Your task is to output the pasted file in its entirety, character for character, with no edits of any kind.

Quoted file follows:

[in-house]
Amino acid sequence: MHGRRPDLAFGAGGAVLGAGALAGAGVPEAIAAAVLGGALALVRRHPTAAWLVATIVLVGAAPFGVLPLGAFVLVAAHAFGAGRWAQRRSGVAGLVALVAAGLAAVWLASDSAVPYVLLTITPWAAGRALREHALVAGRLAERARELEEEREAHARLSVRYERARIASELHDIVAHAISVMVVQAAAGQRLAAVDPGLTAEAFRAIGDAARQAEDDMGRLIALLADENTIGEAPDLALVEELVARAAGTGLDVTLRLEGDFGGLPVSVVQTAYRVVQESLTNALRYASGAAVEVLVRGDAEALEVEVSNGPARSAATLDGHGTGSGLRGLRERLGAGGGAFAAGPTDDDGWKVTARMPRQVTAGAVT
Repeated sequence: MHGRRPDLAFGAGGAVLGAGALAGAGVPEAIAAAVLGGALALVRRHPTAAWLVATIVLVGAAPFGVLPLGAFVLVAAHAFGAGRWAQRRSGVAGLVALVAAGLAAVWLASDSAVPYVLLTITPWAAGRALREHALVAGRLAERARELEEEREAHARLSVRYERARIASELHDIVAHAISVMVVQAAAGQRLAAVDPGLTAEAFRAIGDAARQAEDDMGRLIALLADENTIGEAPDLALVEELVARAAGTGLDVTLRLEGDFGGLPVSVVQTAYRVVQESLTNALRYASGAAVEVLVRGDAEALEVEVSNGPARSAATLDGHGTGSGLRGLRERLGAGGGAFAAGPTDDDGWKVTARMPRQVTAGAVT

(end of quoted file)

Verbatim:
[in-house]
Amino acid sequence: MHGRRPDLAFGAGGAVLGAGALAGAGVPEAIAAAVLGGALALVRRHPTAAWLVATIVLVGAAPFGVLPLGAFVLVAAHAFGAGRWAQRRSGVAGLVALVAAGLAAVWLASDSAVPYVLLTITPWAAGRALREHALVAGRLAERARELEEEREAHARLSVRYERARIASELHDIVAHAISVMVVQAAAGQRLAAVDPGLTAEAFRAIGDAARQAEDDMGRLIALLADENTIGEAPDLALVEELVARAAGTGLDVTLRLEGDFGGLPVSVVQTAYRVVQESLTNALRYASGAAVEVLVRGDAEALEVEVSNGPARSAATLDGHGTGSGLRGLRERLGAGGGAFAAGPTDDDGWKVTARMPRQVTAGAVT
Repeated sequence: MHGRRPDLAFGAGGAVLGAGALAGAGVPEAIAAAVLGGALALVRRHPTAAWLVATIVLVGAAPFGVLPLGAFVLVAAHAFGAGRWAQRRSGVAGLVALVAAGLAAVWLASDSAVPYVLLTITPWAAGRALREHALVAGRLAERARELEEEREAHARLSVRYERARIASELHDIVAHAISVMVVQAAAGQRLAAVDPGLTAEAFRAIGDAARQAEDDMGRLIALLADENTIGEAPDLALVEELVARAAGTGLDVTLRLEGDFGGLPVSVVQTAYRVVQESLTNALRYASGAAVEVLVRGDAEALEVEVSNGPARSAATLDGHGTGSGLRGLRERLGAGGGAFAAGPTDDDGWKVTARMPRQVTAGAVT